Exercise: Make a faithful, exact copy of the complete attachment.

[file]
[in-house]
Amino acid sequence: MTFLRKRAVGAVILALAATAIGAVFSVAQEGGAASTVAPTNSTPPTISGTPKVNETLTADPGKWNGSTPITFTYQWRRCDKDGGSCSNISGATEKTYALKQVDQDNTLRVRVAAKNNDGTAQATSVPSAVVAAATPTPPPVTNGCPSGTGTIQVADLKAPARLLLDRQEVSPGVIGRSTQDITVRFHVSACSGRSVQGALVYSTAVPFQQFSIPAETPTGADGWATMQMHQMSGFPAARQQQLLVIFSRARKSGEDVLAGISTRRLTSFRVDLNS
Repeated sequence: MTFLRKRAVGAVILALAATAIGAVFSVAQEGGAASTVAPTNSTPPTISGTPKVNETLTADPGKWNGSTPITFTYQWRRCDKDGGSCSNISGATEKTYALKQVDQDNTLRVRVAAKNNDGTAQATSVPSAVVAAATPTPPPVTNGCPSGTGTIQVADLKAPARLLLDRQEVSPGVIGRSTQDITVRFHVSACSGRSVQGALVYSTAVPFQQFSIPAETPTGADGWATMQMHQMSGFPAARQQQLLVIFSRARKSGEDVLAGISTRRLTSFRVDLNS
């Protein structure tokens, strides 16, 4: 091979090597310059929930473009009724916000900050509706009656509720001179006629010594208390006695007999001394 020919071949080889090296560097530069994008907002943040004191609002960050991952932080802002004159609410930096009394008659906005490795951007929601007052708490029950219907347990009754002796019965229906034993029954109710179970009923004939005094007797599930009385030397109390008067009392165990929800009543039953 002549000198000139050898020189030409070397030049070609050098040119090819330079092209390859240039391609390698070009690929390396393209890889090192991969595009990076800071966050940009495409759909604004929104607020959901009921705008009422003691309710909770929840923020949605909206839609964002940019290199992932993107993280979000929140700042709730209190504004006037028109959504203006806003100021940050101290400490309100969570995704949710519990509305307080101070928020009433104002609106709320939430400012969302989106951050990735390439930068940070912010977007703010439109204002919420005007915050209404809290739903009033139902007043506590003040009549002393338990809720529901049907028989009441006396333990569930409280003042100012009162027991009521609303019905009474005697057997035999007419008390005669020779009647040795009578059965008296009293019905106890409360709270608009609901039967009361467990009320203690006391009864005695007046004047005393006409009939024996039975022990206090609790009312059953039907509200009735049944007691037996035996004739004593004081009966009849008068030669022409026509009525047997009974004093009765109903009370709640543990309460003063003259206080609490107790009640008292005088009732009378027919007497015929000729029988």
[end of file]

[in-house]
Amino acid sequence: MTFLRKRAVGAVILALAATAIGAVFSVAQEGGAASTVAPTNSTPPTISGTPKVNETLTADPGKWNGSTPITFTYQWRRCDKDGGSCSNISGATEKTYALKQVDQDNTLRVRVAAKNNDGTAQATSVPSAVVAAATPTPPPVTNGCPSGTGTIQVADLKAPARLLLDRQEVSPGVIGRSTQDITVRFHVSACSGRSVQGALVYSTAVPFQQFSIPAETPTGADGWATMQMHQMSGFPAARQQQLLVIFSRARKSGEDVLAGISTRRLTSFRVDLNS
Repeated sequence: MTFLRKRAVGAVILALAATAIGAVFSVAQEGGAASTVAPTNSTPPTISGTPKVNETLTADPGKWNGSTPITFTYQWRRCDKDGGSCSNISGATEKTYALKQVDQDNTLRVRVAAKNNDGTAQATSVPSAVVAAATPTPPPVTNGCPSGTGTIQVADLKAPARLLLDRQEVSPGVIGRSTQDITVRFHVSACSGRSVQGALVYSTAVPFQQFSIPAETPTGADGWATMQMHQMSGFPAARQQQLLVIFSRARKSGEDVLAGISTRRLTSFRVDLNS
């Protein structure tokens, strides 16, 4: 091979090597310059929930473009009724916000900050509706009656509720001179006629010594208390006695007999001394 020919071949080889090296560097530069994008907002943040004191609002960050991952932080802002004159609410930096009394008659906005490795951007929601007052708490029950219907347990009754002796019965229906034993029954109710179970009923004939005094007797599930009385030397109390008067009392165990929800009543039953 002549000198000139050898020189030409070397030049070609050098040119090819330079092209390859240039391609390698070009690929390396393209890889090192991969595009990076800071966050940009495409759909604004929104607020959901009921705008009422003691309710909770929840923020949605909206839609964002940019290199992932993107993280979000929140700042709730209190504004006037028109959504203006806003100021940050101290400490309100969570995704949710519990509305307080101070928020009433104002609106709320939430400012969302989106951050990735390439930068940070912010977007703010439109204002919420005007915050209404809290739903009033139902007043506590003040009549002393338990809720529901049907028989009441006396333990569930409280003042100012009162027991009521609303019905009474005697057997035999007419008390005669020779009647040795009578059965008296009293019905106890409360709270608009609901039967009361467990009320203690006391009864005695007046004047005393006409009939024996039975022990206090609790009312059953039907509200009735049944007691037996035996004739004593004081009966009849008068030669022409026509009525047997009974004093009765109903009370709640543990309460003063003259206080609490107790009640008292005088009732009378027919007497015929000729029988």